Kangbashi: The Richest ‘Ghost Town’ in China?

by Uchralt Otede

IN 2010, Time Magazine sardonically reported that Kangbashi, in Ordos, Inner Mongolia, is ‘a new Chinese city that, apart from people, has everything’.13 Seven years later, Kangbashi is still working hard to attract residents. On 20 April 2017, a reporter for the Inner Mongolia Daily 内蒙古日报, Hao Xuelian 郝雪莲, wrote that as a gift to Inner Mongolia Autonomous Region on its seventieth anniversary, the local government of Ordos has commenced a Steppe Silk Road Cultural Scenic Area project 草原丝路文化景区项目 in Kangbashi district. This two-billion yuan project will occupy 335 hectares of what is now a green park, and will promote the development of tourism in the Kangbashi district.14

The decision to build Kangbashi district on what had been a rural village was made after Ordos’s sudden ascent to wealth in 2004. Ordos’s prosperity comes from its plentiful reserves of energy and mineral resources. It has one-sixth of the country’s total coal reserves, its proven natural gas reserves are equivalent to one-third of the country’s total, and its proven rare earth and kaolin deposits account for half of total domestic reserves. These rich underground resources have propelled an economic growth rate of nearly thirty per cent, with urban development to match. As Lian Ji 连辑, the deputy chairman of the Inner Mongolian government, proclaimed in 2009: ‘China has the fastest growing economy in the world, Inner Mongolia has the fastest growing economy in China, and Ordos has the fastest growing economy in Inner Mongolia’.15

Kangbashi panorama
Photo: Alan Leu, Flickr

Coal mines are the largest single source of wealth in Ordos. Each year, close to half a billion tonnes of coal are mined by around 240 enterprises, bringing in around a quarter of a billion yuan to Ordos. In 2016, per capita GDP was RMB227,700. Ordos, not surprisingly, has more ‘nouveau riche’ 土豪 residents than any other city in China. In 2011, the Chinese Private Capital Investment Survey Report 中国民间资本投资调研报告, jointly issued by the Ministry of Housing and Urban–Rural Development and private capital firm Go High Investment 高和投资, indicated that more than 7,000 wealthy individuals, with assets in excess of RMB100 million, lived in Ordos, as did at least 100,000 individuals with assets of over RMB10 million. According to the Hurun Report’s China Rich List 2016 胡润百富榜, of the twenty-nine entrepreneurs from Inner Mongolia on the list, fifteen were from Ordos.16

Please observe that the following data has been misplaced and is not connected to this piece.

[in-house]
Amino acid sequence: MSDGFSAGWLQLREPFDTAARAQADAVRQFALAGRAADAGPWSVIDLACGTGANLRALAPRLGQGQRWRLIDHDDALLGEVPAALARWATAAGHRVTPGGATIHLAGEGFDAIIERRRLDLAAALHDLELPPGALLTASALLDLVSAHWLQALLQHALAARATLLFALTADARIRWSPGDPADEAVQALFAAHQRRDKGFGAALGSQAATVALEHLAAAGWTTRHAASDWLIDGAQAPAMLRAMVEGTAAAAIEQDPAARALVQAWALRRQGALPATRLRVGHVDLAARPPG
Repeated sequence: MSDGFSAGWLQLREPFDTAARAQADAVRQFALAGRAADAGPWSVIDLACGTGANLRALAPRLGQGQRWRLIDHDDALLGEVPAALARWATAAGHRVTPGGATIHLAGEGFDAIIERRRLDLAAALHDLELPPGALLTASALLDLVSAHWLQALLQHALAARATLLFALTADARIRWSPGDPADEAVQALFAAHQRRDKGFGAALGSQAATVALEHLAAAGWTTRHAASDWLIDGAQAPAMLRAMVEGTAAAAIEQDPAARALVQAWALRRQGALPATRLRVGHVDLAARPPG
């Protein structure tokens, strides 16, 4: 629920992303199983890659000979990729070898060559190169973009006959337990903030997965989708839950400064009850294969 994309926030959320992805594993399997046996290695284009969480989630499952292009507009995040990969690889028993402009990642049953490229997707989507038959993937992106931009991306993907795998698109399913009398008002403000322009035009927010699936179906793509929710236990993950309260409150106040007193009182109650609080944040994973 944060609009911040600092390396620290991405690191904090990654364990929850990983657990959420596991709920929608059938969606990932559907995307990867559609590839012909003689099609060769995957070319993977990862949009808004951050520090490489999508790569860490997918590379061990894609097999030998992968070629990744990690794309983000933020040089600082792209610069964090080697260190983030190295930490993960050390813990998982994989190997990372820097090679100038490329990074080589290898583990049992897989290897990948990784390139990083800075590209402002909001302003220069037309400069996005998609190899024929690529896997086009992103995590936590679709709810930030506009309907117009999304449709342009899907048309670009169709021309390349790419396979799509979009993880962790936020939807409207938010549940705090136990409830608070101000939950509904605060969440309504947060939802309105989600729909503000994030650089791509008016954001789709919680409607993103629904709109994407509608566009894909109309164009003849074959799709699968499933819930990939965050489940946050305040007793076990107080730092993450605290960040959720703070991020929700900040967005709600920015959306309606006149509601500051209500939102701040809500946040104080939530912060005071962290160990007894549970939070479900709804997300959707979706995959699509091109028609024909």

Construction of Kangbashi began in 2003 to accommodate the number of outsiders flocking to Ordos and its mining boom. The new district, which had more access to water resources than Ordos, was located thirty kilometres away from the old city/town centre. Three years after its construction, the government of Ordos moved its major agencies, schools, and hospitals to Kangbashi in the hope of giving the district greater vitality. Nevertheless, many officials and residents continued to live in the old city and commute to the new one by car, complaining that Kangbashi lacked amenities like supermarkets, clothing shops, department and other convenience stores.

As a consequence, in the early years fewer than 30,000 people lived in a city that had been built for a million; it seemed empty and desolate. Apart from street cleaners, the roads were virtually empty, and most of the residential buildings entirely dark at night. Kangbashi gained the reputation of being a ghost town. Adding to this sense were the rows of half-finished buildings: approximately five million square metres of them, fully forty-five per cent of the district’s entire construction area, according to a report in 2015.17 The coal industry began shrinking in 2009, dealing a major blow to Ordos’s industrial base and making it difficult for the city government to continue its support for massive development projects. The flourishing of private lending has also been problematic, as declining profits have failed to meet heavy interest burdens — rupturing the capital chain and leaving no money to finish
building projects.

Housing vouchers
Photo: Alan Leu, Flickr

As a partial solution, in recent years the local government of Ordos has built thirty-four schools of various types; Kangbashi even has a branch of Beijing Normal University. The establishment of top-ranking elementary and middle schools has induced many parents to buy homes nearby. In addition, four city-level hospitals, including Ordos Central Hospital and Ordos Maternal and Child Health Hospital, have opened. To promote the purchase of new homes in Kangbashi District, the local government has also issued housing vouchers to those willing to relocate from Ordos. According to Liu Hai’e 刘海娥, an employee of the Kangbashi District Bureau of Housing and Construction, a total of 2,098 homes were sold throughout the district in 2016, and another 1,700 homes had been sold as of 20 June 2017.18 The local government has also recently redrawn the boundaries of Kangbashi district to include only its core urban area, leaving out the area on the south bank of the Ulaanmuren River, where a large number of the empty residential buildings are located.

According to the latest government report of Kangbashi district, the population of the district reached 153,000, with an annual increase of thirty-two per cent by the end of 2016.19 The original planned population of the district was one million — suggesting that it may well resemble the country’s richest ghost town for some time to come.